Learning To Embrace My Body

I keep putting off writing this post, and even as I sit here in front of the computer now, there’s part of my brain that’s saying “What makes you so special that you think people care about the fact you ’embrace’ your body? Smug cow!”. You see unlike many other stories you read about people’s dramatic body transformations and journey to self love, I haven’t had an eating disorder, I haven’t gone through a traumatic illness or disability, and I haven’t been the victim of bullies or abuse, so what’s the big deal?

It was only when I was talking to a friend over coffee the other day, and explaining my concerns over not wanting to come over all ‘look at me aren’t I great’, that she turned round to me and said, “Yeah but Bex, that’s exactly what people want to read, because it makes it real, it makes it more relatable to the vast majority of people out there and that’s when you start making an impact”.

In that moment I realised she was right and that in a way, if I really thought about it, then yes I have experienced an eating disorder in the form of yo-yo dieting and the pressure I’ve put on myself in the past to look a certain way, and in a sense that was an ‘illness’ I had to recover from, and that in actual fact I have been a victim of bullies…MYSELF.

Since building up my business, blogging and becoming more educated about nutrition, fitness, wellness and getting to grips with what generally works for my body, combined with having a family and just generally growing older and wiser, I have learnt to become 100% accepting of my body.

I love my body, I love how it looks, I love what it does for me

and I love what it has given me.

Next month, myself and three other ladies are hosting a screening of the Taryn Brumfitt social impact documentary Embrace, which looks at the ever-increasing negativity that, women in particular, have of their bodies and the damage it is doing to our esteem, self worth and worst of all our children. Social media and the media play a huge part in this, with the entirely unachievable, but still very much lusted after ‘perfect’ body that emblazons our pages and screens.

We hope that by sharing this documentary we can help empower women to view their bodies in a much more positive light, to recognise and celebrate their imperfections, differences and uniqueness and ultimately to ’embrace’ themselves.

Having watched Embrace for the first time myself, what stood out more than anything for me was the impact that body image and perception has on our children. Teenagers today are exposed to this way more than we ever would of as children, simply because of their access to social media. It is not something we can protect them from, but it is certainly something we can educate and talk to them about. My daughter is 7 and already she is thinking about the way she looks; the other day she told me her thighs were too big and that if she wears lipstick it will make her beautiful. I obviously explained to her that this was not the case, that she is beautiful as she is, but what a sad state of affairs that at 7 she is already picking up on things that suggest she does not fit in with that ‘ideal’ image. For the record I don’t wear lipstick and although my thighs are big, I never describe them as such, instead I use words like ‘strong’ and ‘powerful’.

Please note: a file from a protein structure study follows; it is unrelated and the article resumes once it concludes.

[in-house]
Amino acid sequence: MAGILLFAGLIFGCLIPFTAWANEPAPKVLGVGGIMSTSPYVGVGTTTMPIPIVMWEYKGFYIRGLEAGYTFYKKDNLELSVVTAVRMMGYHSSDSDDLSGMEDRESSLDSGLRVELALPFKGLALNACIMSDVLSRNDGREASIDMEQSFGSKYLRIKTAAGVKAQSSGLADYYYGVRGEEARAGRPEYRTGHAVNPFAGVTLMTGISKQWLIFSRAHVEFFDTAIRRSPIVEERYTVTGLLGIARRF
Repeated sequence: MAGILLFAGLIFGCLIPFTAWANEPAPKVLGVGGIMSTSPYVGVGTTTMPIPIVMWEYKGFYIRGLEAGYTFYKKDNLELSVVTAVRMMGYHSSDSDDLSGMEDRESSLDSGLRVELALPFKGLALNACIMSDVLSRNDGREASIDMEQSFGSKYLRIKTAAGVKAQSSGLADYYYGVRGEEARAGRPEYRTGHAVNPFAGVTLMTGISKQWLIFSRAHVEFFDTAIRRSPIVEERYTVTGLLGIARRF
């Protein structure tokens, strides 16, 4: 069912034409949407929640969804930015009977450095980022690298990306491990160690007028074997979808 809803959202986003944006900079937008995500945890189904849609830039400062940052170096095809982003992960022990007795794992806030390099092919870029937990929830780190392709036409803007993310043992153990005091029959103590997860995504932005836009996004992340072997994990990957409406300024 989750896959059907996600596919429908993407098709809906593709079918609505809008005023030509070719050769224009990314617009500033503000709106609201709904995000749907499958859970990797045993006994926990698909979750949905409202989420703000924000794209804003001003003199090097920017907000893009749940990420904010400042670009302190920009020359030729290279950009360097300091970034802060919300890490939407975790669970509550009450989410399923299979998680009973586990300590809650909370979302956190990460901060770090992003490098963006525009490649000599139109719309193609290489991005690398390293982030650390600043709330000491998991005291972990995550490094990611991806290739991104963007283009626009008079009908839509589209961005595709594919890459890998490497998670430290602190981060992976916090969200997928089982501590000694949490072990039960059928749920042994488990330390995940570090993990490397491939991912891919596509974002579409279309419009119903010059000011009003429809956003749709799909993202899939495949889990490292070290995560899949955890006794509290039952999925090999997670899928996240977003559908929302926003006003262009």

I’d be lying if I told you that when I look in the mirror I see perfection, of course I don’t. When I look in the mirror I see a wonky head, wobbly thighs, big open pores, spotty skin, mottled teeth, white hairs, and boobs that have shrivelled and shrunken like sad week old party balloons. And maybe even only a year ago I would have let all of those things bother me (in the words of Rag and Bone Man…I’m only human after all), but now, well now I couldn’t give two hoots.

So what’s changed?

Many of us are guilty, whether it be consciously or subconsciously, of pointing out our flaws, but we find it far less easy to talk about the things that we like about ourselves. When people look at me, they might not even notice some of the things I’ve just pointed out, but they’re certainly going to now, right? And when we spend so much of our time negatively analysing our bodies, pointing things out to people, trying to cover up the bits of ourselves we feel insecure about, all we’re actually doing is highlighting them further and cementing that negativity deep within ourselves. It isn’t kind and you certainly wouldn’t dream of treating someone else in this way, so why do it to yourself?

A big life changing moment for me was throwing away the scales. It felt like a huge albatross had been released from my shoulders and it marked the final acceptance of my body. Since that day I’ve not looked back. Let me give you a bit of background of, well let’s call it the story of my body, to show you the journey I’ve taken to get me to my point of embrace.

I was always quite tall growing up, one of the first girls in secondary school to really shoot up and with it came a degree of gangliness. I was fairly sporty, more than capable in PE lessons, strong, fast and keen to get stuck in, but I was never one for joining a sports club, I guess I just never found my thing.

I left school at 18 and went to art college for a year, which also saw me move out of home and into my first flat with my first proper boyfriend. There was lots of partying, lots of drink and lots of fast food; I could eat what I wanted, when I wanted and yes I was putting on weight, but so what.